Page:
• Assessment of PM Exposure during Cycle Trips in The Netherlands Using Low-Cost Sensors.

      Wesseling, Joost; Hendricx, Wouter; de Ruiter, Henri; van Ratingen, Sjoerd; Drukker, Derko; Huitema, Maaike; Schouwenaar, Claar; Janssen, Geert; van Aken, Stephen; Smeenk, Jan Willem; et al. (2021-06-03)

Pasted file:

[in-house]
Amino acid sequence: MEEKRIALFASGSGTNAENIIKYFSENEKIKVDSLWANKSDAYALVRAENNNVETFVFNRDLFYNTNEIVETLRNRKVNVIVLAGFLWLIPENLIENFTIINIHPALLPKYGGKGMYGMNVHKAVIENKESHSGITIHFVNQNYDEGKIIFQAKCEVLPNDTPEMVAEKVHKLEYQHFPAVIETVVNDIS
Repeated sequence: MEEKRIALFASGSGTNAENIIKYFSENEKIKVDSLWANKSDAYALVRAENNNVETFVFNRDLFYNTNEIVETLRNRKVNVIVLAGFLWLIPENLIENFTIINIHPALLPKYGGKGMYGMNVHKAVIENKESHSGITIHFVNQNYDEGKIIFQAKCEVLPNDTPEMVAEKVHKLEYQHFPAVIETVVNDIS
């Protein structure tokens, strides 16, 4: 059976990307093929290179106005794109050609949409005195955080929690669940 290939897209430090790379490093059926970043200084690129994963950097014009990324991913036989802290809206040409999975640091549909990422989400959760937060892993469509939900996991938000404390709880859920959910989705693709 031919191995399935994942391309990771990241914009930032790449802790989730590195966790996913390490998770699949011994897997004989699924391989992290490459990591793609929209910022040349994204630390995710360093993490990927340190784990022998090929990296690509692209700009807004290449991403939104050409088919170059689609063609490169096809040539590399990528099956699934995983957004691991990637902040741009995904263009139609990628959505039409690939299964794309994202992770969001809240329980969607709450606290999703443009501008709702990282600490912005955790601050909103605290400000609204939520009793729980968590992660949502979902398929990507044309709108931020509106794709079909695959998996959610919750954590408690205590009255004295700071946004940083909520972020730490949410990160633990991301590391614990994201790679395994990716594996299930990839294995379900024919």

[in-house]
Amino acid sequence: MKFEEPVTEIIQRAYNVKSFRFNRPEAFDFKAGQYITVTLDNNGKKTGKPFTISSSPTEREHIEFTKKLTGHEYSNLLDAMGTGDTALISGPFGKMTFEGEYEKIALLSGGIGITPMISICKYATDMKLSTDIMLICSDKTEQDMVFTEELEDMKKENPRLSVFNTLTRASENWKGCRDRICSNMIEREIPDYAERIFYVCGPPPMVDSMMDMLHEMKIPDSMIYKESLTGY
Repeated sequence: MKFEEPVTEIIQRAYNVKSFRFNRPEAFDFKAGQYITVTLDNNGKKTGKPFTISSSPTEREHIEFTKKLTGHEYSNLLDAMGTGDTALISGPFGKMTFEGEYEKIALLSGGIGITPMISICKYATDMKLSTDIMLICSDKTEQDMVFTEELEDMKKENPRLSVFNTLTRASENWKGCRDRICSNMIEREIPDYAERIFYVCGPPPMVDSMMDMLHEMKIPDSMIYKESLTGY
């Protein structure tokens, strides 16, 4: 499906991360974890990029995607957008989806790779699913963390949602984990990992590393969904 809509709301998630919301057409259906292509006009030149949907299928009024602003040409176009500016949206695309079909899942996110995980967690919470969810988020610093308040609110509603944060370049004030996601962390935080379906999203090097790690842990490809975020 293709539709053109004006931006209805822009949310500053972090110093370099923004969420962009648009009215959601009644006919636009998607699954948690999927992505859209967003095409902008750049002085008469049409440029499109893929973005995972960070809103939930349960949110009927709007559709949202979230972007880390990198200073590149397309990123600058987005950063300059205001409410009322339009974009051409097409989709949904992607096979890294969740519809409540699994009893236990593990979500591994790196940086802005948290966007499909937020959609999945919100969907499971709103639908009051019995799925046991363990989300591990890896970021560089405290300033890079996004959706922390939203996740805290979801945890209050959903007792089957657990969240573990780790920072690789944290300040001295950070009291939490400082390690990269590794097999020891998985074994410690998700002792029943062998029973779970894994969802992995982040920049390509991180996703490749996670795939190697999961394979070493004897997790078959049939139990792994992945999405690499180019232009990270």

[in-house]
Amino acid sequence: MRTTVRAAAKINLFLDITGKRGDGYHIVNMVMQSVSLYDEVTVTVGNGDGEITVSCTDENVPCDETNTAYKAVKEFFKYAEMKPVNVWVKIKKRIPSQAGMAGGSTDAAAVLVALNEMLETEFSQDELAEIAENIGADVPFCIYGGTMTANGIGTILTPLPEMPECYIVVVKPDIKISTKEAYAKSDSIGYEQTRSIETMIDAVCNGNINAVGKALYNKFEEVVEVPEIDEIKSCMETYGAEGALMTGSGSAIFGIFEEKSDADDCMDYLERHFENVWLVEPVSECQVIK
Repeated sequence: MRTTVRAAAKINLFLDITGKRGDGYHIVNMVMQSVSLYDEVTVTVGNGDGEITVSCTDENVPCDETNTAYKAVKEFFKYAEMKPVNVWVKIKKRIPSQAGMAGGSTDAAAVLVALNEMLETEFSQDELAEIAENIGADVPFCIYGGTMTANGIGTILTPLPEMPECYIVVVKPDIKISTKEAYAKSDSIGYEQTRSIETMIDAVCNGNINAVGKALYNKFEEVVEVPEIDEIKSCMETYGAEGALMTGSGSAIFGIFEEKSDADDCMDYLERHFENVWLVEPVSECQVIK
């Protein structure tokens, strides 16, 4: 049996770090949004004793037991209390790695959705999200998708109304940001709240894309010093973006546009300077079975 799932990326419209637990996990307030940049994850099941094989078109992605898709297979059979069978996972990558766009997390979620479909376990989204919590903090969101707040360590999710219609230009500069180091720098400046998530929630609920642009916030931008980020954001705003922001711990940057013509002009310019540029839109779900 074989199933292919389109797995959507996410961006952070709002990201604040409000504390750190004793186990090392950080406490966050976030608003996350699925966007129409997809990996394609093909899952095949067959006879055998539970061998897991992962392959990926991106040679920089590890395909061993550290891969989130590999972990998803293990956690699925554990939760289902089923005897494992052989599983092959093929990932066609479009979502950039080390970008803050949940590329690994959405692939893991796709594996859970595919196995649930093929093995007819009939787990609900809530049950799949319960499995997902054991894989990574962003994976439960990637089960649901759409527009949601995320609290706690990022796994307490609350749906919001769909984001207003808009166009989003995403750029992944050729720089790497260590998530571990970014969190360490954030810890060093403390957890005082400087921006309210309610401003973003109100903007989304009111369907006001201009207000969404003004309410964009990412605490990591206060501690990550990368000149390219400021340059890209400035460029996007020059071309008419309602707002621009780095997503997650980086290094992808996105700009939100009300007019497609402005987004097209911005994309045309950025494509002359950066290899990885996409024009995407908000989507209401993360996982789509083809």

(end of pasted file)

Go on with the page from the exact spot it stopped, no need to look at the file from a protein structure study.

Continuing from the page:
Air pollution, especially fine particulate matter (PM2.5), is a major environmental risk factor for human health in Europe. Monitoring of air quality takes place using expensive reference stations. Low-cost sensors are a promising addition to this official monitoring network as they add spatial and temporal resolution at low cost. Moreover, low-cost sensors might allow for better characterization of personal exposure to PM2.5. In this study, we use 500 dust (PM2.5) sensors mounted on bicycles to estimate typical PM2.5 levels to which cyclists are exposed in the province of Utrecht, the Netherlands, in the year 2020. We use co-located sensors at reference stations to calibrate and validate the mobile sensor data. We estimate that the average exposure to traffic related PM2.5, on top of background concentrations, is approximately 2 μg/m3. Our results suggest that cyclists close to major roads have a small, but consistently higher exposure to PM2.5 compared to routes with less traffic. The results allow for a detailed spatial representation of PM2.5 concentrations and show that choosing a different cycle route might lead to a lower exposure to PM2.5. Finally, we conclude that the use of mobile, low-cost sensors is a promising method to estimate exposure to air pollution.